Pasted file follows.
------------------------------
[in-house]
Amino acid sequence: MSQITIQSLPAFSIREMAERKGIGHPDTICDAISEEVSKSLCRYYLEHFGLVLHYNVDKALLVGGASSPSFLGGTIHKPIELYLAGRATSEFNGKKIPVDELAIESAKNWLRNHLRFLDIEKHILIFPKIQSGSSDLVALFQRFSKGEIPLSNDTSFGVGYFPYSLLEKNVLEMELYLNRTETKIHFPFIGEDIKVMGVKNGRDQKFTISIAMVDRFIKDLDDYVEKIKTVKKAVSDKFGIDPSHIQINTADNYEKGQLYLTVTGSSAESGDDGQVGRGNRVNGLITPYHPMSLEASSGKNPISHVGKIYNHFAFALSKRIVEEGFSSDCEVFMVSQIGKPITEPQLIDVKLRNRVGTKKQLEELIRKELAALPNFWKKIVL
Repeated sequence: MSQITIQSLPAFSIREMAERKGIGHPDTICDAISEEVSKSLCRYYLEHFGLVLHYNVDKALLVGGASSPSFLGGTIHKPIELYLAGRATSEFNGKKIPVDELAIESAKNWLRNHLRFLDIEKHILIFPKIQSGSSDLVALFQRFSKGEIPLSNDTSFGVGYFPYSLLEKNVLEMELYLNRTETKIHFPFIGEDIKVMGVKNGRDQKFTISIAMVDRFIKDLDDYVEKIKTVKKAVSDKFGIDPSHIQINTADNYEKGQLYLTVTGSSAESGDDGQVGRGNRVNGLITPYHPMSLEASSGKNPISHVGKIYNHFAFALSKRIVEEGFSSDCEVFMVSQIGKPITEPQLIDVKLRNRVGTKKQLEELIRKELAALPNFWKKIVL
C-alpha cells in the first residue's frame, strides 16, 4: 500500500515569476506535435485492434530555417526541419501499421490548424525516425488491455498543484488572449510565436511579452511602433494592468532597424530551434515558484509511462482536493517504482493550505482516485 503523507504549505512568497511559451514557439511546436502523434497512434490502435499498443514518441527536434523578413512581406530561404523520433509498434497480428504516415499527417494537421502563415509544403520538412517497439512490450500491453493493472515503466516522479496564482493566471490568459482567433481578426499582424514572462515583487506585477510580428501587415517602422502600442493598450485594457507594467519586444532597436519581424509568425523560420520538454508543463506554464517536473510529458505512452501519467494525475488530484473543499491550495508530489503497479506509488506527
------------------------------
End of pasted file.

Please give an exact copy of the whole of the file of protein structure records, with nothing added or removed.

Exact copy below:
[in-house]
Amino acid sequence: MSQITIQSLPAFSIREMAERKGIGHPDTICDAISEEVSKSLCRYYLEHFGLVLHYNVDKALLVGGASSPSFLGGTIHKPIELYLAGRATSEFNGKKIPVDELAIESAKNWLRNHLRFLDIEKHILIFPKIQSGSSDLVALFQRFSKGEIPLSNDTSFGVGYFPYSLLEKNVLEMELYLNRTETKIHFPFIGEDIKVMGVKNGRDQKFTISIAMVDRFIKDLDDYVEKIKTVKKAVSDKFGIDPSHIQINTADNYEKGQLYLTVTGSSAESGDDGQVGRGNRVNGLITPYHPMSLEASSGKNPISHVGKIYNHFAFALSKRIVEEGFSSDCEVFMVSQIGKPITEPQLIDVKLRNRVGTKKQLEELIRKELAALPNFWKKIVL
Repeated sequence: MSQITIQSLPAFSIREMAERKGIGHPDTICDAISEEVSKSLCRYYLEHFGLVLHYNVDKALLVGGASSPSFLGGTIHKPIELYLAGRATSEFNGKKIPVDELAIESAKNWLRNHLRFLDIEKHILIFPKIQSGSSDLVALFQRFSKGEIPLSNDTSFGVGYFPYSLLEKNVLEMELYLNRTETKIHFPFIGEDIKVMGVKNGRDQKFTISIAMVDRFIKDLDDYVEKIKTVKKAVSDKFGIDPSHIQINTADNYEKGQLYLTVTGSSAESGDDGQVGRGNRVNGLITPYHPMSLEASSGKNPISHVGKIYNHFAFALSKRIVEEGFSSDCEVFMVSQIGKPITEPQLIDVKLRNRVGTKKQLEELIRKELAALPNFWKKIVL
C-alpha cells in the first residue's frame, strides 16, 4: 500500500515569476506535435485492434530555417526541419501499421490548424525516425488491455498543484488572449510565436511579452511602433494592468532597424530551434515558484509511462482536493517504482493550505482516485 503523507504549505512568497511559451514557439511546436502523434497512434490502435499498443514518441527536434523578413512581406530561404523520433509498434497480428504516415499527417494537421502563415509544403520538412517497439512490450500491453493493472515503466516522479496564482493566471490568459482567433481578426499582424514572462515583487506585477510580428501587415517602422502600442493598450485594457507594467519586444532597436519581424509568425523560420520538454508543463506554464517536473510529458505512452501519467494525475488530484473543499491550495508530489503497479506509488506527